Arthur

April 08, 2011 | 110 minutes
Directed by: Jason Winer | Written by: Peter Baynham
Arthur (Russell Brand) is a rich, alcoholic playboy with no regards to his working life. He lives in a lavish New York appartment with the nanny named Hobson (Helen Mirren) of his childhood. After another drunken run-in with the law, Arthur's aloof mother (Geraldine James) has had enough and forces him to marry Susan (Jennifer Garner), a proper business woman, or else he will lose his inheritance. Just as he's engaged to Susan, he meets Naomi (Greta Gerwig), a free-spirited girl and - illegal New York tour guide - who Arthur thinks is perfect for him. Any attempts at holding down a job are fruitless, so Arthur has to decide, what is more important.
Cast: Russell Brand (Arthur Bach), Helen Mirren (Hobson), Greta Gerwig (Naomi Quinn), Jennifer Garner (Susan Johnson), Geraldine James (Vivienne Bach), Luis Guzmán (Bitterman), Nick Nolte (Burt Johnson), Christina Jacquelyn Calph (Tiffany), Murphy Guyer (Officer Kaplan), José Ramón Rosario (Employment Clerk), John Hodgman (Candy Store Manager), Scott Adsit (Gummy Bear Man), Evander Holyfield (Boxing Trainer), Peter Van Wagner (Naomi's Dad)

Production Photos

Production Notes

In this fresh new look at a classic story, Russell Brand reinvents the role of loveable billionaire Arthur Bach, an irresponsible charmer who has always relied on two things to get by: his limitless fortune and the good sense of his lifelong nanny and best friend Hobson (Helen Mirren), to keep him out of trouble. “My favorite kind of comedy is not only laugh-out-loud funny but has a lot of heart and even a note of poignancy,” says director Jason Winer, one of the creative forces behind the award-winning series “Modern Family,” marking his feature directorial debut. “I love stories about characters we can root for as they try to become better people.” It was these elements that made the idea of a modern “Arthur” so appealing to Winer, as well as the belief that “there’s a whole generation of people who don’t know this story and will be experiencing it for the first time, in a way that feels contemporary and fresh. And for fans of the original–myself included–it’s also something new, not an imitation but a re-imagining, with its own humor and emotion.” What everyone on the “Arthur” team was most excited about was the inspired pairing of charismatic British comedian Russell Brand with Oscar®-winning actress Helen Mirren, in roles based on the 1981 performances of Dudley Moore as Arthur, and Sir John Gielgud as his strait-laced butler.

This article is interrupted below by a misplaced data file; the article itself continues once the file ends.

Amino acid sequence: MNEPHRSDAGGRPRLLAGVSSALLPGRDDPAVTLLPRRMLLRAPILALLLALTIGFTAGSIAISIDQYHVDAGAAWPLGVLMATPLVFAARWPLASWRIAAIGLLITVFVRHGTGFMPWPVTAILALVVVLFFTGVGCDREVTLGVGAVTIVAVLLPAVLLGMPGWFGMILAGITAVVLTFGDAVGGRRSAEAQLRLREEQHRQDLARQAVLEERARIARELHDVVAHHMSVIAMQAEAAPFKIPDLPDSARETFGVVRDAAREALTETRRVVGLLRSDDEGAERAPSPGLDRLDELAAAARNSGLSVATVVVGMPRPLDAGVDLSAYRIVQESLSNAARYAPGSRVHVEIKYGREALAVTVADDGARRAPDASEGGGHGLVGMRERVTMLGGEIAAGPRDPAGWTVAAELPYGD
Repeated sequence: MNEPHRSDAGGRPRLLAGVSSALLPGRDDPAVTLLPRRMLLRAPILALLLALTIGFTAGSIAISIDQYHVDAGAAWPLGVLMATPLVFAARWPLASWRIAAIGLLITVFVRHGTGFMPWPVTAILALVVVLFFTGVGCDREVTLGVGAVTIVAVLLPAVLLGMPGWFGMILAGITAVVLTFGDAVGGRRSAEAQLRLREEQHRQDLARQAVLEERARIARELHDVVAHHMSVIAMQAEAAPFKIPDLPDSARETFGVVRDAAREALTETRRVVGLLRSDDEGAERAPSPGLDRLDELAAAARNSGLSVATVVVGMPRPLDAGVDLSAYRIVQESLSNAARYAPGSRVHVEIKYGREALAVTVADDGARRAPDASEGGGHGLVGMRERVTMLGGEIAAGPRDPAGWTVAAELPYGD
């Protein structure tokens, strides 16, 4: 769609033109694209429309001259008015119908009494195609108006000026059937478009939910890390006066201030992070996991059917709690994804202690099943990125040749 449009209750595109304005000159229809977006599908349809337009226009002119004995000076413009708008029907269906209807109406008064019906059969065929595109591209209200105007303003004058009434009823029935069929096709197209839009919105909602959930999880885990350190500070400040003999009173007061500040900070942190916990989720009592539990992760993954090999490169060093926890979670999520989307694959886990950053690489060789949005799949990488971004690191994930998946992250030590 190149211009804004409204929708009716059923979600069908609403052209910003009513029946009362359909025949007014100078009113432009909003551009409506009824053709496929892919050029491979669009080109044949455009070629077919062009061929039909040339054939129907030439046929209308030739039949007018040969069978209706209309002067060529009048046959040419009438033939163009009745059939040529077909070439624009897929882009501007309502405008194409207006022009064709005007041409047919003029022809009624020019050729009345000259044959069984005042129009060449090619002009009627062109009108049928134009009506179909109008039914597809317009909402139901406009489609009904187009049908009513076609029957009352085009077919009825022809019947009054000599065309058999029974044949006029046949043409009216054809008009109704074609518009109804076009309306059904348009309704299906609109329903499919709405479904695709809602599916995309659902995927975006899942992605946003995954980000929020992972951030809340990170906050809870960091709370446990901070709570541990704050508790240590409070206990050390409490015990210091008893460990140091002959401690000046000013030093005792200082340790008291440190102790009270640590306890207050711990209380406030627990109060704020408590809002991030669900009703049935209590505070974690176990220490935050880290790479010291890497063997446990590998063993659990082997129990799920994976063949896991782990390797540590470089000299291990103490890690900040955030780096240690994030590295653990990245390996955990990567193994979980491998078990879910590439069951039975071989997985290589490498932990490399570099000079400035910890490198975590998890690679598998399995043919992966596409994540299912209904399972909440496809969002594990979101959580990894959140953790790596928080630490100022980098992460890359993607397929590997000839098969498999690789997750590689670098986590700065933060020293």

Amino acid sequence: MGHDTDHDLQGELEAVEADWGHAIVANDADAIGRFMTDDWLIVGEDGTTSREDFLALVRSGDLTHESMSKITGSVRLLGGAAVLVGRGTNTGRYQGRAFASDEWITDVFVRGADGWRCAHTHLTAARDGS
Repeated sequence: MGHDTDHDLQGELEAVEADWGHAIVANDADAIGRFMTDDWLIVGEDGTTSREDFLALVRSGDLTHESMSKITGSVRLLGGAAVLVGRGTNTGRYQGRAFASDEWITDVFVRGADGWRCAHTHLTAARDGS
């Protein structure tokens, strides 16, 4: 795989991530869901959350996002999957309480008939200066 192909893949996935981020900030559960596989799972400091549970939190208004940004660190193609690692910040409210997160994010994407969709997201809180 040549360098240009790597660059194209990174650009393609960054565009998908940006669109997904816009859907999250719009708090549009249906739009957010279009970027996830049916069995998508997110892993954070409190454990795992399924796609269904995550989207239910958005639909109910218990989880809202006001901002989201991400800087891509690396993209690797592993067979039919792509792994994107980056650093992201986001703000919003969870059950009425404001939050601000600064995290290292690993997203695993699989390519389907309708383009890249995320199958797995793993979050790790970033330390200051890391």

“Russell and Helen bring their own style and perspective to these two characters in a way that makes you feel you’re seeing old friends in a different light,” states Winer.. “If there’s one actor on the planet who can re-invent this role for a new generation, it’s Russell Brand. And with Hobson as a nanny, played by Helen Mirren, instead of a butler, the idea of the two of them together was irresistible.” As sole heir to the family fortune, Arthur Bach is accustomed to getting everything he wants. But he’s about to realize he could lose it all….unless he can finally grow up and take responsibility for his own life. For Arthur, that will be no simple challenge. “This is a guy who has successfully extended his adolescence indefinitely,” notes producer Kevin McCormick. “I think there’s a part of all of us that wishes we could wake up every day like that–full of enthusiasm and with limitless possibilities for fun, provided by endless amounts of cash.” “He’s the man-child to end all man-children,” says Mirren, whose Hobson is a point of flawless composure amidst the endless whirling party that defines Arthur’s existence as the story opens. But that party could soon be over as he faces a momentous choice between the two young women in his life. Susan, played by Jennifer Garner, is an ambitious Bach Worldwide manager, deemed the most suitable match for him, and offers a sure, if loveless, continuation of the only lifestyle he knows. Naomi, played by Greta Gerwig, is an unlicensed tour guide with a sparkling sense of humor, whom he meets by chance on a Manhattan street. She could be the love of his life, but choosing her carries the price of disinheritance and a world for which he is completely unprepared.